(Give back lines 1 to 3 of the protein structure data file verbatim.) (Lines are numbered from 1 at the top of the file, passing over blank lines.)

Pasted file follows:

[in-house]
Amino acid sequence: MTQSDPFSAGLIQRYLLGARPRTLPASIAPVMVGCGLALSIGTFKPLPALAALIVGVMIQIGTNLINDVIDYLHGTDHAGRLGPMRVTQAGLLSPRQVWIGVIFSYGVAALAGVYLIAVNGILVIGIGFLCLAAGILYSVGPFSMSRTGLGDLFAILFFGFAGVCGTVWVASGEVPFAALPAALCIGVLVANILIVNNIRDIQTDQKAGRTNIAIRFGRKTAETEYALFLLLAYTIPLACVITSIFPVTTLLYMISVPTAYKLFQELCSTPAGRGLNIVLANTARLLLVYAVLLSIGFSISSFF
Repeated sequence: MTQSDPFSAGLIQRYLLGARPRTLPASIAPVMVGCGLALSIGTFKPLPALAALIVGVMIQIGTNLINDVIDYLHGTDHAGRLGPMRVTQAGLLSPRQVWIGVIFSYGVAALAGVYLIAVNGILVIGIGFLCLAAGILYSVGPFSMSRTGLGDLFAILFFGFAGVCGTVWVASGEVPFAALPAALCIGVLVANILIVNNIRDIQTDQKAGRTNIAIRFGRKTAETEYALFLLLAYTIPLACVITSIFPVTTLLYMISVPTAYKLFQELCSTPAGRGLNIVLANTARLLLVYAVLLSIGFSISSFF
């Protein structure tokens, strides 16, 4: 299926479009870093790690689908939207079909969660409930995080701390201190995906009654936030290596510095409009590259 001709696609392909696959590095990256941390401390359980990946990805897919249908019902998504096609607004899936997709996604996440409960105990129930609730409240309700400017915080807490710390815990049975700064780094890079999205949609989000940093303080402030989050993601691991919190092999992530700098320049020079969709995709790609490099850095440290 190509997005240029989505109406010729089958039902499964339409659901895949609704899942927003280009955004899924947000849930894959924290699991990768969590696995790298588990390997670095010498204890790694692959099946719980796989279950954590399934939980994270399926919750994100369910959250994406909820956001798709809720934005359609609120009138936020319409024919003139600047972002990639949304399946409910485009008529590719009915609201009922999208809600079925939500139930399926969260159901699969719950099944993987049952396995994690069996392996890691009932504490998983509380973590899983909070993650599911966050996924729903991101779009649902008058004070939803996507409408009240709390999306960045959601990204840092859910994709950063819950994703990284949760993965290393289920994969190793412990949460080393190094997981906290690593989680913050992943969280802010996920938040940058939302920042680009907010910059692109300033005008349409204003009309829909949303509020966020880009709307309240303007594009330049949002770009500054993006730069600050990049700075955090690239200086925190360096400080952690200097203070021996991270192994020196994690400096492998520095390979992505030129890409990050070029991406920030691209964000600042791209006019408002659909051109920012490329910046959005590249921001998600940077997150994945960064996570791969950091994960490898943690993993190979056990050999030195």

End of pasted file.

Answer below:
[in-house]
Amino acid sequence: MTQSDPFSAGLIQRYLLGARPRTLPASIAPVMVGCGLALSIGTFKPLPALAALIVGVMIQIGTNLINDVIDYLHGTDHAGRLGPMRVTQAGLLSPRQVWIGVIFSYGVAALAGVYLIAVNGILVIGIGFLCLAAGILYSVGPFSMSRTGLGDLFAILFFGFAGVCGTVWVASGEVPFAALPAALCIGVLVANILIVNNIRDIQTDQKAGRTNIAIRFGRKTAETEYALFLLLAYTIPLACVITSIFPVTTLLYMISVPTAYKLFQELCSTPAGRGLNIVLANTARLLLVYAVLLSIGFSISSFF
Repeated sequence: MTQSDPFSAGLIQRYLLGARPRTLPASIAPVMVGCGLALSIGTFKPLPALAALIVGVMIQIGTNLINDVIDYLHGTDHAGRLGPMRVTQAGLLSPRQVWIGVIFSYGVAALAGVYLIAVNGILVIGIGFLCLAAGILYSVGPFSMSRTGLGDLFAILFFGFAGVCGTVWVASGEVPFAALPAALCIGVLVANILIVNNIRDIQTDQKAGRTNIAIRFGRKTAETEYALFLLLAYTIPLACVITSIFPVTTLLYMISVPTAYKLFQELCSTPAGRGLNIVLANTARLLLVYAVLLSIGFSISSFF